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Published: Mon, February 06, 2017
Economy | By Melissa Porter

1.4m Npower Customers Face Price Hike


The firm says that this is the first time it's increased rates since October 2013, blaming the rise on increased wholesale energy costs and the cost of delivering various Government policies, but that certainly won't placate the 1.4m people who are set to feel the impact on their budgets.

To provide certainty around future energy bills, fixed tariffs can provide reassurance for existing and new customers. For "dual fuel" customers the rise will be 9.8 per cent, adding £109 to a typical household bill.

"Npower has some of the most engaged customers of any major supplier - one million of our customers switched to another of our tariffs a year ago and around half of our customers aren't on a standard variable tariff (SVT)".

"We've also made sure that our most vulnerable customers won't see any impact until May", he added.

The move affects customers on a standard variable tariff - excluding pre-payment customers (those who pay for their energy in advance using a meter).

A Labour government will legislate to limit future price hikes by the energy companies after one of the so-called Big Six announced it would increase charges by nearly 10 per cent, shadow chancellor John McDonnell said.

A Downing Street spokesman said: "We expect energy companies to treat their customers fairly. You would limit the amount they can increase their prices by".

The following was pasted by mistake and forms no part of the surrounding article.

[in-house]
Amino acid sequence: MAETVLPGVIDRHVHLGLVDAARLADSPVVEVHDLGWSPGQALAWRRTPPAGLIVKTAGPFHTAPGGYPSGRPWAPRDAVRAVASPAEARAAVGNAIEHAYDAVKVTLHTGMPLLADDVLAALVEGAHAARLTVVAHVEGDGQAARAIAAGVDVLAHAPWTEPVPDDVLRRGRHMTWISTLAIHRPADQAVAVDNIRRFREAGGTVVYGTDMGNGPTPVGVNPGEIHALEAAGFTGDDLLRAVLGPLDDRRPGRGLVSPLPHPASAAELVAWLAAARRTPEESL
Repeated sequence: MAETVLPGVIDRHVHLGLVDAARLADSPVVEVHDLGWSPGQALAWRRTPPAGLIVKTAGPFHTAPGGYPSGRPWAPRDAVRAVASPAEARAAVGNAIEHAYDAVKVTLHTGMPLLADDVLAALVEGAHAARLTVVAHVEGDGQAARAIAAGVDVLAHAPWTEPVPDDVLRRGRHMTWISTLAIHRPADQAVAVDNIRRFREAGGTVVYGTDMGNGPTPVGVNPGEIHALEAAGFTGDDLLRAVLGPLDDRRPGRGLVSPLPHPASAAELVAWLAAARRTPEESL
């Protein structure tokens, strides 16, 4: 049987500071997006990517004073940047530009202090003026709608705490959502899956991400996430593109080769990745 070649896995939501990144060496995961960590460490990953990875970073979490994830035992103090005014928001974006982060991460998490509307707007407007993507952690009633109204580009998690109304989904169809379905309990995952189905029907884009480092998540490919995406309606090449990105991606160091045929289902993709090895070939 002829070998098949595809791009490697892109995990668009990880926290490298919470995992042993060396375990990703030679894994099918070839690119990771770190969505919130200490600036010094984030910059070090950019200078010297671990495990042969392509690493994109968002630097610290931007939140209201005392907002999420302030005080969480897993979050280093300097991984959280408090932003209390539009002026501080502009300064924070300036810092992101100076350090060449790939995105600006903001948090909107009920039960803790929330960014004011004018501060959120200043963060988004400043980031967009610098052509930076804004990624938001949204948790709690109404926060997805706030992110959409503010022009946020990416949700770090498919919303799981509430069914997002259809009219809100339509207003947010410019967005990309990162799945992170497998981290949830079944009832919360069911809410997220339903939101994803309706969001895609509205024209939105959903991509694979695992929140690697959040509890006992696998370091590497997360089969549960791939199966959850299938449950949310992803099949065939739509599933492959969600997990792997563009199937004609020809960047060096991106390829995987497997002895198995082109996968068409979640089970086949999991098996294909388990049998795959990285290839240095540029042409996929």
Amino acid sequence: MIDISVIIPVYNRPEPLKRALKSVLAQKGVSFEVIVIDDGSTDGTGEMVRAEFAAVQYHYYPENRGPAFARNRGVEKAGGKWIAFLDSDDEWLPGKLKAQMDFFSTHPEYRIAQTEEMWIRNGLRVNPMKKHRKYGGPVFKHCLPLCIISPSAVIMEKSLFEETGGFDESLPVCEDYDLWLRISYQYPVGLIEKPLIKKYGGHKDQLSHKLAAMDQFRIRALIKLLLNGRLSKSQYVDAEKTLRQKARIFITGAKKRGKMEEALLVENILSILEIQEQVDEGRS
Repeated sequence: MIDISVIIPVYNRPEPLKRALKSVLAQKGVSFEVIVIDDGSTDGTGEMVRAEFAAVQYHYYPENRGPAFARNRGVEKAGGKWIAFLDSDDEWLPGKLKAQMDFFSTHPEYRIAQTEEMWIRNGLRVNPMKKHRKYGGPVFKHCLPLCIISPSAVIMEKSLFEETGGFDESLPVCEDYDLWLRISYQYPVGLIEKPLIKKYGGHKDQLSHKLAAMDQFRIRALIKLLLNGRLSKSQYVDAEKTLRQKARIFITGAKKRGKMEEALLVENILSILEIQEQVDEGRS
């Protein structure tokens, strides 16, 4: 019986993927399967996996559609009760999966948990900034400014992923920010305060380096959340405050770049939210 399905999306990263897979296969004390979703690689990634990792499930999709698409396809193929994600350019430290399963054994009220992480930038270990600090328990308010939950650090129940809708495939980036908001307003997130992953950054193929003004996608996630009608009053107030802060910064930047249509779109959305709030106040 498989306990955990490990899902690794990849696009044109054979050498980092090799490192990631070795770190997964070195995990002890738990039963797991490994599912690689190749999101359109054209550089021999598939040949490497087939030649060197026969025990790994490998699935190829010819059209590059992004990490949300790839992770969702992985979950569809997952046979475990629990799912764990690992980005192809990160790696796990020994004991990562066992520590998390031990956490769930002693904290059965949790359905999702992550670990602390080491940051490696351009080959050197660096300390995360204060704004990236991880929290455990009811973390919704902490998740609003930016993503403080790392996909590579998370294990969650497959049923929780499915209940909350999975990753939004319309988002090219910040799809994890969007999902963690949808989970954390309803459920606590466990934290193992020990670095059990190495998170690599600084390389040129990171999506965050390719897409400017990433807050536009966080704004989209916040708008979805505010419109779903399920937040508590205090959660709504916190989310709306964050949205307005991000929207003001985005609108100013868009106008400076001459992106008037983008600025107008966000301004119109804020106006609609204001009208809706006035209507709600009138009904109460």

Meanwhile, a spokesman for the prime minister said ministers would intervene if the energy market was shown to be failing.

Npower's move comes at a hard time for consumers, who will face soaring prices this year after the country voted for Brexit, resulting in the collapse in the value of the pound.

Inflation rose to a two-and-a-half year high of 1.6% in December, and is expected to rise further over 2017 as the cost of imports soars off the back of the British currency's fall.

A spokesperson for Theresa May said: "Obviously, we are concerned by Npower's planned increases".

The decision by Npower eases pressure on others to hold down their own prices, experts warned, meaning they could follow suit.

"It's a sign that higher input prices - seen across United Kingdom industry - are starting to bite". From this summer, a number of power companies - not yet named - will have to state exactly how much a customer could save by moving...

Sterling has fallen almost 18% against the USA dollar and around 10% against the euro since the Brexit vote.

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